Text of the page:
Wednesday

25th May 2022

The French protest that wants to redefine politics

  • (Photo: Nuit Debout)

French police started to evacuate the Place de la Republique in Paris on Monday morning (11 April) after a protest movement that started there extended to more than 60 towns and cities over the weekend.

But the move is unlikely to stop the protest movement.

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The so-called Nuit Debout movement, which can be translated as "stand up at night", began on 31 March as protest against a labour market reform presented by the left-wing government.


The El Khomri law, named after the labour minister Myriam El Khomri, mainly makes it easier and less costly for employers to lay off staff, and requires workers to be more flexible on working hours.

Inspired by the 2011 Indignados movement in Spain, the Nuit Debout is a makeshift camp where people talk about the reform, but also about politics in general in committees and a "popular assembly".

Music is played, artistic happenings are created and a library has been set up. The Nuit Debout has its own website and media - Radio Debout and TV Debout - and even its own calendar. Today is 42 March.

In a spirit reminiscent of the May 1968 student protest - the reference point for all generations of left-leaning French students - slogans are also everywhere: "We won't go back home", "Don't lose your life earning it" or "Our dreams don't fit in your ballot boxes".

Started in Paris on the Place de la Republique, where people also spontaneously gathered after the Charlie Hebdo killing and the 13 November attacks last year, the movement spread to other big cities and even medium-sized towns, led mainly by young people and students.

Nuit Debout camps were also set up in Belgium in Brussels and Liege, in Berlin and in six Spanish cities including Madrid and Barcelona.

Monday morning's Paris evacuation follows incidents in several cities after demonstrations against the labour-law reform.

Banks and high schools have been damaged. In Paris, protesters tried on Saturday to go to the apartment of the prime minister Manuel Valls but they were blocked by the police.

'Politics is for everybody'

Several politicians asked the government to stop the movement. Former centre-right prime minister Francois Fillon said he was "shocked" that the movement was "tolerated" under the state of emergency imposed after the November attacks.

Last week the centre-left mayor of Paris, Anne Hidalgo, objected to the movement's "privatisation" of the public area.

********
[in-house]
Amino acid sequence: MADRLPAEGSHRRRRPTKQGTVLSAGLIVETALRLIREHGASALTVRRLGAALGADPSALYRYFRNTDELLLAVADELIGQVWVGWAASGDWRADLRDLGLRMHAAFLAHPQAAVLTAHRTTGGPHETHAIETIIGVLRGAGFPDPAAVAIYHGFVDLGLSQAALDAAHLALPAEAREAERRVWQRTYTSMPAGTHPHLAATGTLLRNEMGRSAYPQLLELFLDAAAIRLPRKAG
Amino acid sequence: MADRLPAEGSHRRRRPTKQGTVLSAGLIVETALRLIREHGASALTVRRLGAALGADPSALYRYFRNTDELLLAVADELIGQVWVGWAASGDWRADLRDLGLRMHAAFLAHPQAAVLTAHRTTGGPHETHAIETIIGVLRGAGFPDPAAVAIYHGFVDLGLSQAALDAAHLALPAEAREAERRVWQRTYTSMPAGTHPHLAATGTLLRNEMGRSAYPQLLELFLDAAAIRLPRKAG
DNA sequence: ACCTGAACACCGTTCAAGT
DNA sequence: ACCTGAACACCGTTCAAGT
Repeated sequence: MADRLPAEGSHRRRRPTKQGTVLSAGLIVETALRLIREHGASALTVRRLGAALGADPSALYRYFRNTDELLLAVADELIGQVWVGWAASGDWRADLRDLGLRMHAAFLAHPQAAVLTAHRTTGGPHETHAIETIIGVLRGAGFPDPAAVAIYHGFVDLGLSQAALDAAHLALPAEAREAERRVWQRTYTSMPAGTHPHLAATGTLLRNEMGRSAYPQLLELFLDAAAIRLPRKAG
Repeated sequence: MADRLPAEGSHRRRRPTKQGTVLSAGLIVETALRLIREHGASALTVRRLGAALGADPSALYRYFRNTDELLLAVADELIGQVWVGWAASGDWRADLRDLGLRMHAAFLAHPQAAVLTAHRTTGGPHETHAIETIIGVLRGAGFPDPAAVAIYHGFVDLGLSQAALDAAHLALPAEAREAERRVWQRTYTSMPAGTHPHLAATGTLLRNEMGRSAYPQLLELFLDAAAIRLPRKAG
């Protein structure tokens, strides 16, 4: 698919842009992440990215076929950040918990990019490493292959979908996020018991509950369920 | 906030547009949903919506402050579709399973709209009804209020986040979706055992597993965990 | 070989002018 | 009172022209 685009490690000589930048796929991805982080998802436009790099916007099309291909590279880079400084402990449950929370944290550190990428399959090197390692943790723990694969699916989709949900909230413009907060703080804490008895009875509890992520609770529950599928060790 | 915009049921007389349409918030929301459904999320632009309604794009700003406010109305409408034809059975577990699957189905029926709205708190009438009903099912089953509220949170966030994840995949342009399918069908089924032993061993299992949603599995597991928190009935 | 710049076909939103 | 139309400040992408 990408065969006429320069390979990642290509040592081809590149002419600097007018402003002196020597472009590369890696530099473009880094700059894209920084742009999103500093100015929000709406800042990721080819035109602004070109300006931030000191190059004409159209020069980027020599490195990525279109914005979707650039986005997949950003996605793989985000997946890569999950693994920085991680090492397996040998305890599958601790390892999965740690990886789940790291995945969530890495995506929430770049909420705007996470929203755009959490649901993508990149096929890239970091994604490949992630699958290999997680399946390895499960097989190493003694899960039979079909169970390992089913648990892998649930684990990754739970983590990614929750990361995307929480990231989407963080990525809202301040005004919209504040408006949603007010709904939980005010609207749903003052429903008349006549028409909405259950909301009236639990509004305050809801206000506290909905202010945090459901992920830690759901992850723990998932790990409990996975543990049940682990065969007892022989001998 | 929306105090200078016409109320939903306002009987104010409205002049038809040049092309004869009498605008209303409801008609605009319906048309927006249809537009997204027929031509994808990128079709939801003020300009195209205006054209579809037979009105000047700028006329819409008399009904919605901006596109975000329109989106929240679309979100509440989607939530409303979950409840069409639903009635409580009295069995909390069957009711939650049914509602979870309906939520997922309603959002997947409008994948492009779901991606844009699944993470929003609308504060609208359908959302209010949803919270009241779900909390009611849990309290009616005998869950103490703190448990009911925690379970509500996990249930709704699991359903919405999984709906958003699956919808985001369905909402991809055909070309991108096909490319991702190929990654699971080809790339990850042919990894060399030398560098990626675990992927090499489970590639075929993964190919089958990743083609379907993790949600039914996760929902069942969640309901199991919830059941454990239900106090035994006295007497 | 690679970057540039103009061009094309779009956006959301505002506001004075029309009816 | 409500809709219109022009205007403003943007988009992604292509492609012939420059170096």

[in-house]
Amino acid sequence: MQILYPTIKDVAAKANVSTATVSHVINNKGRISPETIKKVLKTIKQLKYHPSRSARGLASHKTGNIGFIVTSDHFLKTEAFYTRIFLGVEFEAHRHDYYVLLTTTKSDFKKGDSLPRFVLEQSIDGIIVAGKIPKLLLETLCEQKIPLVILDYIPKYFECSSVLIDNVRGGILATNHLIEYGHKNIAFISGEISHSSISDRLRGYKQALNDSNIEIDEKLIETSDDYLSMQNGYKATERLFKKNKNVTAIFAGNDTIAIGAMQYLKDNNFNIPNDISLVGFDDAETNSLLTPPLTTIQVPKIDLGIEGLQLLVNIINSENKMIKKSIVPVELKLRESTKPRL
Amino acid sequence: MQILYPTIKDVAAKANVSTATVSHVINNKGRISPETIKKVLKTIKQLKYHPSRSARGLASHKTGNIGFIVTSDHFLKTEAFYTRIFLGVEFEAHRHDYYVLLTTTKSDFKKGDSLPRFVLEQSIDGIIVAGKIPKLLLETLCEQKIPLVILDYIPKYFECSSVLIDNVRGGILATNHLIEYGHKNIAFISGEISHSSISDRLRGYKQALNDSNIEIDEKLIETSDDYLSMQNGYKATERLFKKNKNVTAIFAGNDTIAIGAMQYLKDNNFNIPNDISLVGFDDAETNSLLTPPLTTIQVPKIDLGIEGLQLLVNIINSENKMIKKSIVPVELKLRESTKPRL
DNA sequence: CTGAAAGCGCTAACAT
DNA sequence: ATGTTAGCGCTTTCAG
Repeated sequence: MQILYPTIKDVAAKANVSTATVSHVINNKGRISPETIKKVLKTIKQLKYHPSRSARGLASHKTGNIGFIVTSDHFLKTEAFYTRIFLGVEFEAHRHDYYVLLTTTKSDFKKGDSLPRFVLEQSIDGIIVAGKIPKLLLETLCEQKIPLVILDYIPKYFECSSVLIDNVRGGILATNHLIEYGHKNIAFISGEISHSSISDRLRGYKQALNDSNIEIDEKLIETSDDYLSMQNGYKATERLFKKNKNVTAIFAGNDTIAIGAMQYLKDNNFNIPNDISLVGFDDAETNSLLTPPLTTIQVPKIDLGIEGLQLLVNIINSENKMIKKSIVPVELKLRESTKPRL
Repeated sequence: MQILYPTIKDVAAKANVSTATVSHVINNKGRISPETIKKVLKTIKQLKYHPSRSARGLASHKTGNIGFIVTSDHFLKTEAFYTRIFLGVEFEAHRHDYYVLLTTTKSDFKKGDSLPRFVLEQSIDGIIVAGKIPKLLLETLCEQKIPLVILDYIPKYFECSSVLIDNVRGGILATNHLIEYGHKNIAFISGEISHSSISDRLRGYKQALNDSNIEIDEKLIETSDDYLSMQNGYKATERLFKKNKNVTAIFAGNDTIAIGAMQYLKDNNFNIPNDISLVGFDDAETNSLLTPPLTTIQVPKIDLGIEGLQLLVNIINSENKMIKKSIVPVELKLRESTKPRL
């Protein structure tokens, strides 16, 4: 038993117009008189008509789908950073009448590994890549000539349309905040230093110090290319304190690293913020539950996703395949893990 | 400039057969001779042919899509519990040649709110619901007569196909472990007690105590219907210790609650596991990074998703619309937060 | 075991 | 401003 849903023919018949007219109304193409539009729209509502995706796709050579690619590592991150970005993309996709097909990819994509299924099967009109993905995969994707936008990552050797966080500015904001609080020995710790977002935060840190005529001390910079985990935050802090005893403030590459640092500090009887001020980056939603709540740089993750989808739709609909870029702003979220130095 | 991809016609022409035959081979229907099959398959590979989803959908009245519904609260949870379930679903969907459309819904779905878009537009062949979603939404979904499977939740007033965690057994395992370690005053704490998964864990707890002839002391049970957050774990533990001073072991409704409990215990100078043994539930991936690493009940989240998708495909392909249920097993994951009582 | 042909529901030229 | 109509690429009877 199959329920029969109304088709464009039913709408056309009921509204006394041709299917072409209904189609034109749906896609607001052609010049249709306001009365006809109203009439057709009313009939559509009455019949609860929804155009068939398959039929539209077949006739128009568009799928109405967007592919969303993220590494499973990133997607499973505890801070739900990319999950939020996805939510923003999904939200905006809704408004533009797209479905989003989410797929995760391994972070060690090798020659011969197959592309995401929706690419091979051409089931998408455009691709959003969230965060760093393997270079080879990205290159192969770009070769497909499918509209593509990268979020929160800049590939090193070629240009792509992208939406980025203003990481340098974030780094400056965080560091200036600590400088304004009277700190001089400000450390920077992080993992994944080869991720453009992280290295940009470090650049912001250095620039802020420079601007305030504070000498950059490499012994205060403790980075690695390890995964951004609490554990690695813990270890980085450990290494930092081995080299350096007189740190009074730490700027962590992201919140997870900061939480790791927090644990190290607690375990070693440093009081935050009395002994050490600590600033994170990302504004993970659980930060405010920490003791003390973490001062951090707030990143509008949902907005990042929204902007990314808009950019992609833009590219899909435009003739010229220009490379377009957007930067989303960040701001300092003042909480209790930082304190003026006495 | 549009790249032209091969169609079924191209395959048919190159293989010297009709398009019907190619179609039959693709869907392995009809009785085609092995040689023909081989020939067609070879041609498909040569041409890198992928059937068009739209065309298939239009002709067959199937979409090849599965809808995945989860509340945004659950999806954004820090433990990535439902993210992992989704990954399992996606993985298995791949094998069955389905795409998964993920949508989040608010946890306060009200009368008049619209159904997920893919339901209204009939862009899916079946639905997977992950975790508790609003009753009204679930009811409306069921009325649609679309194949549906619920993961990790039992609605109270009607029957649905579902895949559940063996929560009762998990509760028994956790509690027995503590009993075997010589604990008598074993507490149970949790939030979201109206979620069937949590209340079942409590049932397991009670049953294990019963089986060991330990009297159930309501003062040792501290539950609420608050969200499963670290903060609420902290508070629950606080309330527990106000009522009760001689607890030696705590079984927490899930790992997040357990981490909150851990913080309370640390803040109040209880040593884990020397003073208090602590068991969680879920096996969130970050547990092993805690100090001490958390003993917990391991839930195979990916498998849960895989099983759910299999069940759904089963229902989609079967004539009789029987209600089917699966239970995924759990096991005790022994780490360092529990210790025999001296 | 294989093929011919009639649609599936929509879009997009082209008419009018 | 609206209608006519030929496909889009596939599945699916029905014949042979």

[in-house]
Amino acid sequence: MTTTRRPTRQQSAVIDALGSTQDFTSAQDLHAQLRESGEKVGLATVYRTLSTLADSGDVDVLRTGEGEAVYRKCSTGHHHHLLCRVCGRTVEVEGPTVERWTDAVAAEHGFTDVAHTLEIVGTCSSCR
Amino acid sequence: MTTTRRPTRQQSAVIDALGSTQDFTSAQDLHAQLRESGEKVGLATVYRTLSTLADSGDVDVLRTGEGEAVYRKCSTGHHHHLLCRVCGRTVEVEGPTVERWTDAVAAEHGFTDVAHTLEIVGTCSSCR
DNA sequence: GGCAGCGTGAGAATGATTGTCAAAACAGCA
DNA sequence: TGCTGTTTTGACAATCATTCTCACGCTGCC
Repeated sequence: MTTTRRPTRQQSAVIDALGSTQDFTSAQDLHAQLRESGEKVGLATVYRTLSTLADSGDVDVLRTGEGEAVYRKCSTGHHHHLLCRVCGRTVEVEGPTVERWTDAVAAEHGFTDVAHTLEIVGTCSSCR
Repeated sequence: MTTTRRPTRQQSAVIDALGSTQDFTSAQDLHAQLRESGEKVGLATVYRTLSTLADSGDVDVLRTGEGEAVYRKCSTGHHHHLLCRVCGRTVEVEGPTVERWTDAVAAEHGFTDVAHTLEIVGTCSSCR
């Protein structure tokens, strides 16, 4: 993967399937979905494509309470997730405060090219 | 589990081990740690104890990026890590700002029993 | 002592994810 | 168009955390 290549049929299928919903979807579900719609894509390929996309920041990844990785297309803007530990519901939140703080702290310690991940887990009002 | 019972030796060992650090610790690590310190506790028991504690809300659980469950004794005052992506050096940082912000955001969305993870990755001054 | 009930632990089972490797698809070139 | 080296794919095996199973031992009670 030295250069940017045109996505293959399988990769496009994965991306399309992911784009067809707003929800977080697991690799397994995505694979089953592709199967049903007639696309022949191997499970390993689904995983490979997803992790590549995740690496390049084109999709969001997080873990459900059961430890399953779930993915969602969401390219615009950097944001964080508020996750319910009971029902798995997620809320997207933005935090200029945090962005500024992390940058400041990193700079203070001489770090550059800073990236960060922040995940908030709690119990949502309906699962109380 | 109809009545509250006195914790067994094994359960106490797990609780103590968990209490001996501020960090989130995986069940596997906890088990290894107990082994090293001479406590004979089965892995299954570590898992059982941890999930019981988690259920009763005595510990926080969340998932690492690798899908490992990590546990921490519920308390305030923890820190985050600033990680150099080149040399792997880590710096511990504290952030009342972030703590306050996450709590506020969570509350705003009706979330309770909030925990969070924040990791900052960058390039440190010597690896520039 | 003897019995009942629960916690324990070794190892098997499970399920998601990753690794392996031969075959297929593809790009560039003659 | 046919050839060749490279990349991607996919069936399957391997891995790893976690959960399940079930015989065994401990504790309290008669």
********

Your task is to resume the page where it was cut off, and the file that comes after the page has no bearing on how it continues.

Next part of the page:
Criticism from politicians from the left and right is a reflection of the Nuit Debout's opposition to the political parties as a whole.

"Politics is not something for professionals, it is for everybody," the movement's manifesto says.

“The human should be at the core of our leaders' preoccupations. Vested interests have overridden the general interest.”

Nuit Debout has no leader and has been wary of support from any politicians. Instead, it has been wooing trade unions.

However, although the unions are broadly critical proposed labour market reform, they do not seem to be interested in a wider movement that they would have difficulty managing.

Just over a year before the presidential election, Nuit Debout highlights a deep divide within the French left.

The movement has been triggered by the El Khomri law, which many see as a symbol of the "liberal drift" of the government.

A growing part of the left believes socialist president Francois Hollande to be right wing. The state of emergency, the ultimately unsuccessful proposal to strip terrorists with dual citizenship of their French citizenship, and the policy of support to businesses and budget cuts to reduce France's deficit have been considered by many as a betrayal of the left's values.

In an opinion poll last week, just 15 percent said they hoped Hollande stand for another term as president.

Two lefts

The drop in support for Hollande and the Nuit Debout movement suggest that left-wing radicals are looking for an alternative to the socialists. But the movement still lacks organisation.

In a symbolic coincidence, economy minister Emmanuel Macron, a former banker and Hollande adviser who is considered as the spearhead of the economically liberal part of the left, launched his own political movement last week.

Macron said he was from the left but that his movement was neither from the left nor from the right and that he wanted to take France out of its "sclerosis".

The battle to stand as presidential candidate of the left, many believe, will be a fight between the Nuit Debout left and the Macron left.

Even the names give an indication of the opposing views of France's two lefts.

While the "resistance" and alternative movement is called Nuit Debout – stand up at night, Macron's new movement is called En Marche - going forward.

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